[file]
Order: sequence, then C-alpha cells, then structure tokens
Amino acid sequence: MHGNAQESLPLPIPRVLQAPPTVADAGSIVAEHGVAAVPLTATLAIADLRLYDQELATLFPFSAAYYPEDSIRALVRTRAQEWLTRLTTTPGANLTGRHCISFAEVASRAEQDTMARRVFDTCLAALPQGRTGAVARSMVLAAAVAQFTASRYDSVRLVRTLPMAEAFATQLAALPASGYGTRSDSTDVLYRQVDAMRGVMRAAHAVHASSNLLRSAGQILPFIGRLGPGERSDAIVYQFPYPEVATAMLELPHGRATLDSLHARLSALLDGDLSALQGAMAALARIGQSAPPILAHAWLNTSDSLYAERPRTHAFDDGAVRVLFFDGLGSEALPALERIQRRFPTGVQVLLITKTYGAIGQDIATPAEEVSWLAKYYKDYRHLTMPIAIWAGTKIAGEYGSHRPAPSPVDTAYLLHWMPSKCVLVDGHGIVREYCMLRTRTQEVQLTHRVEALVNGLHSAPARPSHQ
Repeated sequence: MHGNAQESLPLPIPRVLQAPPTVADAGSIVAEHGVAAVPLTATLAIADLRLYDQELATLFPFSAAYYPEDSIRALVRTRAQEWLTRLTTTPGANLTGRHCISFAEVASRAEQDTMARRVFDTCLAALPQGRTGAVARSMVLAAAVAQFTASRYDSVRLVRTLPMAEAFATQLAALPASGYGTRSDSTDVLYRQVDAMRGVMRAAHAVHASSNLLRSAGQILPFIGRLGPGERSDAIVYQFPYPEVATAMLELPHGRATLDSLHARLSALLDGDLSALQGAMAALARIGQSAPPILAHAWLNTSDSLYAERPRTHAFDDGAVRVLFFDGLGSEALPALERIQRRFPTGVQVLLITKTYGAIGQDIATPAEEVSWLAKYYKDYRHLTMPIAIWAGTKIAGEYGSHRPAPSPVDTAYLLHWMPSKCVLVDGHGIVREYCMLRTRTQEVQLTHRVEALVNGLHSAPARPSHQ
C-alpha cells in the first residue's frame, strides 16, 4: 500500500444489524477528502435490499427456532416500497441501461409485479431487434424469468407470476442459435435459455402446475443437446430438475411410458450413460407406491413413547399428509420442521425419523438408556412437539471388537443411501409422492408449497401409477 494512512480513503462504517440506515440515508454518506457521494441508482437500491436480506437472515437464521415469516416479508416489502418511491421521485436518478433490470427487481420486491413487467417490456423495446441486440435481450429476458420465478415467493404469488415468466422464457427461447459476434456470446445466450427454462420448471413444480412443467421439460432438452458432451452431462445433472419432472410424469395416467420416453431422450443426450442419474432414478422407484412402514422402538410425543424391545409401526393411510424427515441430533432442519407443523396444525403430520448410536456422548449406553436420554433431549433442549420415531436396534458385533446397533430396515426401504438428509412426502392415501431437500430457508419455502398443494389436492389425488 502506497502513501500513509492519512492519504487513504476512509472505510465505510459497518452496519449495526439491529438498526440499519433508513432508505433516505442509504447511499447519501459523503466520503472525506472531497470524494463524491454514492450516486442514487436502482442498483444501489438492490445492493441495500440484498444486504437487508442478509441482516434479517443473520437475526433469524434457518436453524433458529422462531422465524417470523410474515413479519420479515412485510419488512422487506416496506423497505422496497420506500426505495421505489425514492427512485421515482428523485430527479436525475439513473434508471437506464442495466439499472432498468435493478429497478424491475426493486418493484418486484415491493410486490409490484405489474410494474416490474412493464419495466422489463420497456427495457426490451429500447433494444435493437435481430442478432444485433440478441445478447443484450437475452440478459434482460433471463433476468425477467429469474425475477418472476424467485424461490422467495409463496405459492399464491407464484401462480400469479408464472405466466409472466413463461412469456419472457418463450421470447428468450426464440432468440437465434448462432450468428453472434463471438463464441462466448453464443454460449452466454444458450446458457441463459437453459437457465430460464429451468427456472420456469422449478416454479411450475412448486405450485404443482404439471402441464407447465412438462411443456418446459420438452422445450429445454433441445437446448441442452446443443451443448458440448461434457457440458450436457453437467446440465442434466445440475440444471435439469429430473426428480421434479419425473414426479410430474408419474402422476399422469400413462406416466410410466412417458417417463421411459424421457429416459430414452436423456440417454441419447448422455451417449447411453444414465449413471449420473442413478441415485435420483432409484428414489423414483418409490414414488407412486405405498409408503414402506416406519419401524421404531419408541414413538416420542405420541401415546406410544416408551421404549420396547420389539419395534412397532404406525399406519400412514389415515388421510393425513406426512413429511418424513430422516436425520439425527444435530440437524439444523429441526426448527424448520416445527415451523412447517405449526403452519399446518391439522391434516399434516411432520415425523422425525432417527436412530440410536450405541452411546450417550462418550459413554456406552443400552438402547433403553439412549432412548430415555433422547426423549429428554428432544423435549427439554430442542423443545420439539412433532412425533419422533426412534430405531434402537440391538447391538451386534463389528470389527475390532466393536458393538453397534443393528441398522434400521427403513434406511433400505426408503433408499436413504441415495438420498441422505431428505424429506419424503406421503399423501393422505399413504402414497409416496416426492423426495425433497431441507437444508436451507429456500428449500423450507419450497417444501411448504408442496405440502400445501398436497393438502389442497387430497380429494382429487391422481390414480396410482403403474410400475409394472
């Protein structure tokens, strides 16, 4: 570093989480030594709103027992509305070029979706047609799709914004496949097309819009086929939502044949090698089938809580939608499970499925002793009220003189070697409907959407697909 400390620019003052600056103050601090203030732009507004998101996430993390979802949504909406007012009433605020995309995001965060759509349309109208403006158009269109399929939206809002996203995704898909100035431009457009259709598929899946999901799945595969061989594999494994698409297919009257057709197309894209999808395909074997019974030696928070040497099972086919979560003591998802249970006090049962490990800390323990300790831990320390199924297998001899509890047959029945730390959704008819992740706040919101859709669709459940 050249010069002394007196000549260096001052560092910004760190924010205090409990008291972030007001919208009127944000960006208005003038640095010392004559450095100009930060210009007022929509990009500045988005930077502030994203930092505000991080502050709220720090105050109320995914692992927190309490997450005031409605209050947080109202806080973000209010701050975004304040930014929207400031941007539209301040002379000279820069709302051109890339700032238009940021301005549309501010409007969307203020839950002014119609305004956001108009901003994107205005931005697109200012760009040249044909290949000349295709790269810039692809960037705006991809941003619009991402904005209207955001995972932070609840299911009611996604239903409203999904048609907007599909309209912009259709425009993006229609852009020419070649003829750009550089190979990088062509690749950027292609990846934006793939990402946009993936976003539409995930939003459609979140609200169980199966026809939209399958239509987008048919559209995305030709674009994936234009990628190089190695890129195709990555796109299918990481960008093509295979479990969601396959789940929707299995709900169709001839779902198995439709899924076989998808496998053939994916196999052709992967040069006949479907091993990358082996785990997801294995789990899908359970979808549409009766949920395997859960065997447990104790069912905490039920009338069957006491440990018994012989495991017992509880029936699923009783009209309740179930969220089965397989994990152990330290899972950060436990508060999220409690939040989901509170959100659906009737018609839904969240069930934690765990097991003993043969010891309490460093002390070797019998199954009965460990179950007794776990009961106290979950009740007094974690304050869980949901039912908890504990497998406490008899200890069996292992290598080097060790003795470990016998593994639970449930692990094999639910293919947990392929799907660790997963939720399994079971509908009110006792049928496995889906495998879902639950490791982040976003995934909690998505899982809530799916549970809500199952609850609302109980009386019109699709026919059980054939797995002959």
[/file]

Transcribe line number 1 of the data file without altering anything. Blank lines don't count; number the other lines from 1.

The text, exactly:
Order: sequence, then C-alpha cells, then structure tokens